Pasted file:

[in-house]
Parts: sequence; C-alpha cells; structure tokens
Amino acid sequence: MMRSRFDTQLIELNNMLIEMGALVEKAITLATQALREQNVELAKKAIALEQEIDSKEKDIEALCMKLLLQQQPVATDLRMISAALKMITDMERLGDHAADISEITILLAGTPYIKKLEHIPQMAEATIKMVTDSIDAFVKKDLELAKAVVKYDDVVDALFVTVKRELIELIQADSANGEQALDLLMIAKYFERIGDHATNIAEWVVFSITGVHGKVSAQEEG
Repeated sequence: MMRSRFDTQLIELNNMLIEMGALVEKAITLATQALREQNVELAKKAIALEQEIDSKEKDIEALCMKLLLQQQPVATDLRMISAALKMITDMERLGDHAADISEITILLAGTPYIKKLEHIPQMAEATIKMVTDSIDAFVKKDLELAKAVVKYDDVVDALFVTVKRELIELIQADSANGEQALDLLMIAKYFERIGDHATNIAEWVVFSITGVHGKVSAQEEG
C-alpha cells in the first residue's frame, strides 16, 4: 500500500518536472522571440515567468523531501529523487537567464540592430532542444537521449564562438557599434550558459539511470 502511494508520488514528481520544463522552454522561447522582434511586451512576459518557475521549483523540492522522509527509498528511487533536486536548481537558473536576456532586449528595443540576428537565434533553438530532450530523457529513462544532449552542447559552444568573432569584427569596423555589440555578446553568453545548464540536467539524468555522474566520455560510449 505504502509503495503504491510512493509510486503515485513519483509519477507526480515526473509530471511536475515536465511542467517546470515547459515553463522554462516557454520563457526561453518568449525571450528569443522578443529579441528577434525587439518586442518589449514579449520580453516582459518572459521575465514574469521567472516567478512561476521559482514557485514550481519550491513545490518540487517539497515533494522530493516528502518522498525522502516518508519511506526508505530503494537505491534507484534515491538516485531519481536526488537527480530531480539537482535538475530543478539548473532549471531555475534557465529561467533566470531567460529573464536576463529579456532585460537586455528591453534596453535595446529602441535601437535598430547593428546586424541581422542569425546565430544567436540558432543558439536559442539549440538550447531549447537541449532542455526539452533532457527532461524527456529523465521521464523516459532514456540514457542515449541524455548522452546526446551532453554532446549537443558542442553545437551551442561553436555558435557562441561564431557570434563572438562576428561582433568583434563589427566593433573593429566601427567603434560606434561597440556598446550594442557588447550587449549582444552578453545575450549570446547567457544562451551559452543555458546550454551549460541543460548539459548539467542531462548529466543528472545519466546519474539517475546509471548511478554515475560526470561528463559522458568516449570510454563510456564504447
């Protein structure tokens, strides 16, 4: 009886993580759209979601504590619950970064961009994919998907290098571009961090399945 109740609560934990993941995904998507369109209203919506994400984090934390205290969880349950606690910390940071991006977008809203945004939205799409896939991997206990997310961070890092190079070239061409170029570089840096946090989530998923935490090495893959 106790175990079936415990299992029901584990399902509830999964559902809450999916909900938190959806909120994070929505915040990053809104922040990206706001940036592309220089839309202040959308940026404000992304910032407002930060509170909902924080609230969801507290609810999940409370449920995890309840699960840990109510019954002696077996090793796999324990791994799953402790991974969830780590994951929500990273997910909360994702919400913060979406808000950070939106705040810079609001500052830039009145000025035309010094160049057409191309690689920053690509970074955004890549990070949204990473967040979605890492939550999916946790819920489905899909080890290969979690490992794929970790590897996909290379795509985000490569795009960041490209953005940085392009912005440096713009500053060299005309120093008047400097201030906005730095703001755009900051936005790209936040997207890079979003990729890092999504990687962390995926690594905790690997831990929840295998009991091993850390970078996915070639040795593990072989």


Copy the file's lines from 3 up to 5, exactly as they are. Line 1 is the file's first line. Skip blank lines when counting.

Amino acid sequence: MMRSRFDTQLIELNNMLIEMGALVEKAITLATQALREQNVELAKKAIALEQEIDSKEKDIEALCMKLLLQQQPVATDLRMISAALKMITDMERLGDHAADISEITILLAGTPYIKKLEHIPQMAEATIKMVTDSIDAFVKKDLELAKAVVKYDDVVDALFVTVKRELIELIQADSANGEQALDLLMIAKYFERIGDHATNIAEWVVFSITGVHGKVSAQEEG
Repeated sequence: MMRSRFDTQLIELNNMLIEMGALVEKAITLATQALREQNVELAKKAIALEQEIDSKEKDIEALCMKLLLQQQPVATDLRMISAALKMITDMERLGDHAADISEITILLAGTPYIKKLEHIPQMAEATIKMVTDSIDAFVKKDLELAKAVVKYDDVVDALFVTVKRELIELIQADSANGEQALDLLMIAKYFERIGDHATNIAEWVVFSITGVHGKVSAQEEG
C-alpha cells in the first residue's frame, strides 16, 4: 500500500518536472522571440515567468523531501529523487537567464540592430532542444537521449564562438557599434550558459539511470 502511494508520488514528481520544463522552454522561447522582434511586451512576459518557475521549483523540492522522509527509498528511487533536486536548481537558473536576456532586449528595443540576428537565434533553438530532450530523457529513462544532449552542447559552444568573432569584427569596423555589440555578446553568453545548464540536467539524468555522474566520455560510449 505504502509503495503504491510512493509510486503515485513519483509519477507526480515526473509530471511536475515536465511542467517546470515547459515553463522554462516557454520563457526561453518568449525571450528569443522578443529579441528577434525587439518586442518589449514579449520580453516582459518572459521575465514574469521567472516567478512561476521559482514557485514550481519550491513545490518540487517539497515533494522530493516528502518522498525522502516518508519511506526508505530503494537505491534507484534515491538516485531519481536526488537527480530531480539537482535538475530543478539548473532549471531555475534557465529561467533566470531567460529573464536576463529579456532585460537586455528591453534596453535595446529602441535601437535598430547593428546586424541581422542569425546565430544567436540558432543558439536559442539549440538550447531549447537541449532542455526539452533532457527532461524527456529523465521521464523516459532514456540514457542515449541524455548522452546526446551532453554532446549537443558542442553545437551551442561553436555558435557562441561564431557570434563572438562576428561582433568583434563589427566593433573593429566601427567603434560606434561597440556598446550594442557588447550587449549582444552578453545575450549570446547567457544562451551559452543555458546550454551549460541543460548539459548539467542531462548529466543528472545519466546519474539517475546509471548511478554515475560526470561528463559522458568516449570510454563510456564504447